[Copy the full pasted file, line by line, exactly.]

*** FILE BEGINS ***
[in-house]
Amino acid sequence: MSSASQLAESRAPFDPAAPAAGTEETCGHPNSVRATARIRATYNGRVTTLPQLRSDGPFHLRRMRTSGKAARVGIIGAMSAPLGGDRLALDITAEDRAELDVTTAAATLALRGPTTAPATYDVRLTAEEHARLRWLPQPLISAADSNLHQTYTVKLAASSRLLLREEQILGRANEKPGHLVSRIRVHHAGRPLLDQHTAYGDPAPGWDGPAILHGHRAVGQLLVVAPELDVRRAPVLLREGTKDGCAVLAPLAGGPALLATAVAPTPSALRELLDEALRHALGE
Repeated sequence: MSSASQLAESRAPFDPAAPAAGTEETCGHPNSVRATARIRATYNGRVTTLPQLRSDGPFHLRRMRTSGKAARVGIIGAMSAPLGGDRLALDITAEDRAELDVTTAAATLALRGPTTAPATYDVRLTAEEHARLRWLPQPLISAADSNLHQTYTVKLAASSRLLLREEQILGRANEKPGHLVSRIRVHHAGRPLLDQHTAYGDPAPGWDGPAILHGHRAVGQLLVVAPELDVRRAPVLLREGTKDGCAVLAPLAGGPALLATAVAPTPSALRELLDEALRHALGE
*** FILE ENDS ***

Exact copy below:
[in-house]
Amino acid sequence: MSSASQLAESRAPFDPAAPAAGTEETCGHPNSVRATARIRATYNGRVTTLPQLRSDGPFHLRRMRTSGKAARVGIIGAMSAPLGGDRLALDITAEDRAELDVTTAAATLALRGPTTAPATYDVRLTAEEHARLRWLPQPLISAADSNLHQTYTVKLAASSRLLLREEQILGRANEKPGHLVSRIRVHHAGRPLLDQHTAYGDPAPGWDGPAILHGHRAVGQLLVVAPELDVRRAPVLLREGTKDGCAVLAPLAGGPALLATAVAPTPSALRELLDEALRHALGE
Repeated sequence: MSSASQLAESRAPFDPAAPAAGTEETCGHPNSVRATARIRATYNGRVTTLPQLRSDGPFHLRRMRTSGKAARVGIIGAMSAPLGGDRLALDITAEDRAELDVTTAAATLALRGPTTAPATYDVRLTAEEHARLRWLPQPLISAADSNLHQTYTVKLAASSRLLLREEQILGRANEKPGHLVSRIRVHHAGRPLLDQHTAYGDPAPGWDGPAILHGHRAVGQLLVVAPELDVRRAPVLLREGTKDGCAVLAPLAGGPALLATAVAPTPSALRELLDEALRHALGE